What is the Shelf Life of Soy Milk?

by Tammy Dray

Soy milk will last only a short time after you open the package.

pouring milk image by Nikolay Okhitin from Fotolia.com

All milk substitutes, including rice, almond and soy milk, have a pretty reasonable shelf life. In most cases, this time is similar to the shelf life of shelf-stable cow milk. Soy milk is a good option for those who are lactose intolerant and cannot digest regular milk. There are also enough variants in terms of flavor and shelf life to fit all tastes and lifestyles.

Unopened Packages

Most soy milk comes in aseptic packaging. These are boxes sealed airtight that don’t require refrigeration. The average shelf life of unopened boxes of soy milk is about six months from the date of production. However, since it can take months for the product to actually reach the market, it’s important that you check the date on the label to ensure you’re buying soy milk that is not too close to the expiration date. Some companies sell refrigerated soy milk in containers that aren’t airtight. These have a much shorter shelf life, sometimes as little as a week from the time of bottling or packaging.

Open Packs

Once you open an airtight container of soy milk, you then have about a week to drink it, depending on the brand. Open boxes should stay in the refrigerator. According to the official website for Silk, a soy milk brand, soy milk can remain fresh for more than 10 days after the package is opened. However, the company only guarantees freshness and even flavor and texture for up to 10 days. If you plan on keeping it longer than that, try a small amount first to ensure it tastes O.K.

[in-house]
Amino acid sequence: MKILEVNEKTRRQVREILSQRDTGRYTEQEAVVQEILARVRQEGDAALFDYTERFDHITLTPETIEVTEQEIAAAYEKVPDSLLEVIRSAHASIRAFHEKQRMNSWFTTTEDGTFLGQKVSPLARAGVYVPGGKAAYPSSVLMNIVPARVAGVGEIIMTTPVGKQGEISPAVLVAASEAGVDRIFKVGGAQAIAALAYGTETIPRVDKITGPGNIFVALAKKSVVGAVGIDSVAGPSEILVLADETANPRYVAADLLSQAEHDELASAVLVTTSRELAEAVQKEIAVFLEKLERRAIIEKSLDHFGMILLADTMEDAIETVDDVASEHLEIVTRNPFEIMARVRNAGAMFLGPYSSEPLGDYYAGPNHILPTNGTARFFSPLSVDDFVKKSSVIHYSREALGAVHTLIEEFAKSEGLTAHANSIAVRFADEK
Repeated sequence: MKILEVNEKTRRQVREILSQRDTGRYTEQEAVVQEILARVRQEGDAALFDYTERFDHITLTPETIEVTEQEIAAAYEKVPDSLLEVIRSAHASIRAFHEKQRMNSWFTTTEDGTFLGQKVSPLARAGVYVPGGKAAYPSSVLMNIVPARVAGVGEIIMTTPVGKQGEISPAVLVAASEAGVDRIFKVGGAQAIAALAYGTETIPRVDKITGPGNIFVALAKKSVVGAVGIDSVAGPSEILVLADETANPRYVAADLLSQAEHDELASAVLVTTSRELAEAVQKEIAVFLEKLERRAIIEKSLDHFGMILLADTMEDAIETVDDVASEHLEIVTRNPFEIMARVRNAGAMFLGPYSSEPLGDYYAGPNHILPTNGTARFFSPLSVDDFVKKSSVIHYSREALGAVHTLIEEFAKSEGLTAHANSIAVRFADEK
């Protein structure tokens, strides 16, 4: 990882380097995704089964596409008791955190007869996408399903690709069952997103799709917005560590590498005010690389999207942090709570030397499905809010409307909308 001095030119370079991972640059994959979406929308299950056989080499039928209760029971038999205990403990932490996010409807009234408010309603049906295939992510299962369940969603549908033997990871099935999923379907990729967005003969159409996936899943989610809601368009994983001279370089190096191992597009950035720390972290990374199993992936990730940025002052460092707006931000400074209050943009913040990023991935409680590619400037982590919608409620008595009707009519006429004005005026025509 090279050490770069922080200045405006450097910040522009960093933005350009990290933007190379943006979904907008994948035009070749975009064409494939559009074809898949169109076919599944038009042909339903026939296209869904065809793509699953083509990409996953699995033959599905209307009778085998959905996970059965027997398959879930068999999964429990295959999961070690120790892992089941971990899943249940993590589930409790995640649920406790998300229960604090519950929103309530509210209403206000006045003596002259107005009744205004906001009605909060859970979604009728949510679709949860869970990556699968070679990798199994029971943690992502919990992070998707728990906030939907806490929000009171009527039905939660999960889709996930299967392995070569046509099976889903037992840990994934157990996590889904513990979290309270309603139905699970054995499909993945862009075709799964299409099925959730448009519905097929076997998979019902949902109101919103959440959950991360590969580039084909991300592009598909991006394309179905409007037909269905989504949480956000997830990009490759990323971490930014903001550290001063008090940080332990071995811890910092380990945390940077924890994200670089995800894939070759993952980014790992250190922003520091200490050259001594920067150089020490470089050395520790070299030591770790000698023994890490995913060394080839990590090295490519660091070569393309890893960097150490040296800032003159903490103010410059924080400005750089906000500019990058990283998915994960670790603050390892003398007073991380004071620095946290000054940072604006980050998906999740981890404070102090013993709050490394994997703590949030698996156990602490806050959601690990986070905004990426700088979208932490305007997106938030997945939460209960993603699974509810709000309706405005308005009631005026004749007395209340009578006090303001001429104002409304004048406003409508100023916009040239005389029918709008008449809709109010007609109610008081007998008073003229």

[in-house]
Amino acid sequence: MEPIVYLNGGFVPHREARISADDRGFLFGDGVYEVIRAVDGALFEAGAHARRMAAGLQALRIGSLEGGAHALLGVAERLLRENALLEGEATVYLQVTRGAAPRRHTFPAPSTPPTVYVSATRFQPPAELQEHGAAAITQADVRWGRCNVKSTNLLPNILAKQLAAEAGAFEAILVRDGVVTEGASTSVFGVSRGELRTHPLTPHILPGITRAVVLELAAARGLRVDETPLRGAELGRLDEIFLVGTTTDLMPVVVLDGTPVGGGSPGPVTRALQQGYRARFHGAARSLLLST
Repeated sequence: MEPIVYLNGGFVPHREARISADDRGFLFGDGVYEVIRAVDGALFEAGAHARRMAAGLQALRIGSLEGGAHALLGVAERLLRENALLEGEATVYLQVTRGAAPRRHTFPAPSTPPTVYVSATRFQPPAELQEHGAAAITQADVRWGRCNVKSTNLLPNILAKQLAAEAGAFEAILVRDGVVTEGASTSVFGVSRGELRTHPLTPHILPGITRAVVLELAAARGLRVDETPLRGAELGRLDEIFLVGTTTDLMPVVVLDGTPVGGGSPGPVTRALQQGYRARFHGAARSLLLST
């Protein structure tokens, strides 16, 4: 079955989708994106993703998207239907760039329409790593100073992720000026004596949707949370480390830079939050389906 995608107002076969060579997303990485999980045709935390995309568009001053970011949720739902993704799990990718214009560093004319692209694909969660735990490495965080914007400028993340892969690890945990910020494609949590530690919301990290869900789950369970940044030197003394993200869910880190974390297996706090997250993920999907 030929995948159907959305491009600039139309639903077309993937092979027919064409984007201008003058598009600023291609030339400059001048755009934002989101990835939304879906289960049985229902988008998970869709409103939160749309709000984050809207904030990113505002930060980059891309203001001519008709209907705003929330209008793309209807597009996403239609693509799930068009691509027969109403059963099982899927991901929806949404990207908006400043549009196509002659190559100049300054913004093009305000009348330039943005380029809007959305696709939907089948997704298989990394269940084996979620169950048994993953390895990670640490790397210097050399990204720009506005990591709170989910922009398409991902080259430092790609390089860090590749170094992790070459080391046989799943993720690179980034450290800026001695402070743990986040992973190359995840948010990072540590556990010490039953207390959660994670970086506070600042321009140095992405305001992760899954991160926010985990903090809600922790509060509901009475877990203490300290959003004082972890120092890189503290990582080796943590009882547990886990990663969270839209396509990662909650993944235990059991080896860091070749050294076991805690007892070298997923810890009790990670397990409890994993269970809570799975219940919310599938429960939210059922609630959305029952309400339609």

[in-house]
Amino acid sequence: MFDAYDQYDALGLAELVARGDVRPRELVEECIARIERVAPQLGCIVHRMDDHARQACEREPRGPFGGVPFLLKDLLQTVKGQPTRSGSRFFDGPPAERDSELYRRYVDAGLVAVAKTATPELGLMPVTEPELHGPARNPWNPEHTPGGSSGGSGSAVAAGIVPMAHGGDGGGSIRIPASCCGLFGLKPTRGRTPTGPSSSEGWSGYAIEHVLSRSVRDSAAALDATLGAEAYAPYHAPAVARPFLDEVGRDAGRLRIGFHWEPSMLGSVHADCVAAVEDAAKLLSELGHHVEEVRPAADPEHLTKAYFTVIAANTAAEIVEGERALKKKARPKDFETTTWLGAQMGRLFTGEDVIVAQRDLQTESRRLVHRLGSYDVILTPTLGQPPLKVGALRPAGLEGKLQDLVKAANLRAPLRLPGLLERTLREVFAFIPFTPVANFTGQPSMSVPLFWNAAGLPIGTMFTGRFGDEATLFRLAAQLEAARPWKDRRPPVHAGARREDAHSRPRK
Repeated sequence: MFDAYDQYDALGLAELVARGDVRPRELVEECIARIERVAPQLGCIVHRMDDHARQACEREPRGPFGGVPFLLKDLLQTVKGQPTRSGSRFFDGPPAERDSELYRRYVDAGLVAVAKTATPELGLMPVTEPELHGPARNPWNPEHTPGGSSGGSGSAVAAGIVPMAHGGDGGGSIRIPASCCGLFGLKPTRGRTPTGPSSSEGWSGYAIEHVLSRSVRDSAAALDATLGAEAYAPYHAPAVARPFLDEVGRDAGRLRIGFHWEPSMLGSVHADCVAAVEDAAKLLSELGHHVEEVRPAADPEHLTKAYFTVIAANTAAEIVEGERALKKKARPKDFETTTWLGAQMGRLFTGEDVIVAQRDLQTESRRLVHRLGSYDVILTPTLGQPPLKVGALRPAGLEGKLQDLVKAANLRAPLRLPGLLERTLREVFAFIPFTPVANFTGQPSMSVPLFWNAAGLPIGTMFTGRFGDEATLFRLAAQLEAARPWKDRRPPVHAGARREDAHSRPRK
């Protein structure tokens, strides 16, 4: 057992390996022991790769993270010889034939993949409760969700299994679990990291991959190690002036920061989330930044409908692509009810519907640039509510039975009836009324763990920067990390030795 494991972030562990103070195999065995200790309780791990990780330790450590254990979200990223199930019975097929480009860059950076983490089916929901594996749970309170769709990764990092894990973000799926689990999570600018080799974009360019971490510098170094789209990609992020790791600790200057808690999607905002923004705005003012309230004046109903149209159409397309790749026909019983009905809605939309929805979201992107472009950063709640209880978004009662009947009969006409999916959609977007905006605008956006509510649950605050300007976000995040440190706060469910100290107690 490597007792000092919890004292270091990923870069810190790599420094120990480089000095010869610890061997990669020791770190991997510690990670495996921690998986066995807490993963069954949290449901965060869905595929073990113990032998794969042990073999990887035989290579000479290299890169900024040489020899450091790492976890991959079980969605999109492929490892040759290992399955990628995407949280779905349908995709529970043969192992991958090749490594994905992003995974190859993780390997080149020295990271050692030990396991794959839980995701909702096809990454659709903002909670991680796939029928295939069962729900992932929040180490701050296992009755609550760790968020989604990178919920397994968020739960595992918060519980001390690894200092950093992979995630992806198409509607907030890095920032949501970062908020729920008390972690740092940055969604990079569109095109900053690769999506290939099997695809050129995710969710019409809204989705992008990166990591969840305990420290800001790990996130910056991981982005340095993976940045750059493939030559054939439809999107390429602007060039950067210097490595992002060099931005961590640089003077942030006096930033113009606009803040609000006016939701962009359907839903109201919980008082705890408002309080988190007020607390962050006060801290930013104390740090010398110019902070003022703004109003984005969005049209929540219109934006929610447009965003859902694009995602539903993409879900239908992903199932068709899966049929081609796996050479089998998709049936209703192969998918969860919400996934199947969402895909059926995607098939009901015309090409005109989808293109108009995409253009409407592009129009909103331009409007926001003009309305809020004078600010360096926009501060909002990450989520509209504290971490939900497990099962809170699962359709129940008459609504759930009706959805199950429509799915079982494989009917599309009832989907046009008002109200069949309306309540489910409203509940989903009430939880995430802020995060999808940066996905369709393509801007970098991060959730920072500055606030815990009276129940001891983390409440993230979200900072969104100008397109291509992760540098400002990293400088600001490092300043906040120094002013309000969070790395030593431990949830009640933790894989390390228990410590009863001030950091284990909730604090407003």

Dry Soy Milk

Powdered soy milk has the longest shelf life and might be a good choice for those who only drink it occasionally. Again, shelf life depends on brand, but it’s not rare for dry soy milk to last a year or more.


Freezing might extend the shelf life of soy milk, but most companies don’t recommend it. This is because freezing completely changes the texture of the milk. Although it’s safe to freeze soy milk, when you thaw it, water and soy are likely to separate. The ingredients don’t mix well again, affecting the look, texture and flavor of the milk.

Photo Credits

  • pouring milk image by Nikolay Okhitin from Fotolia.com

About the Author

Tammy Dray has been writing since 1996. She specializes in health, wellness and travel topics and has credits in various publications including Woman's Day, Marie Claire, Adirondack Life and Self. She is also a seasoned independent traveler and a certified personal trainer and nutrition consultant. Dray is pursuing a criminal justice degree at Penn Foster College.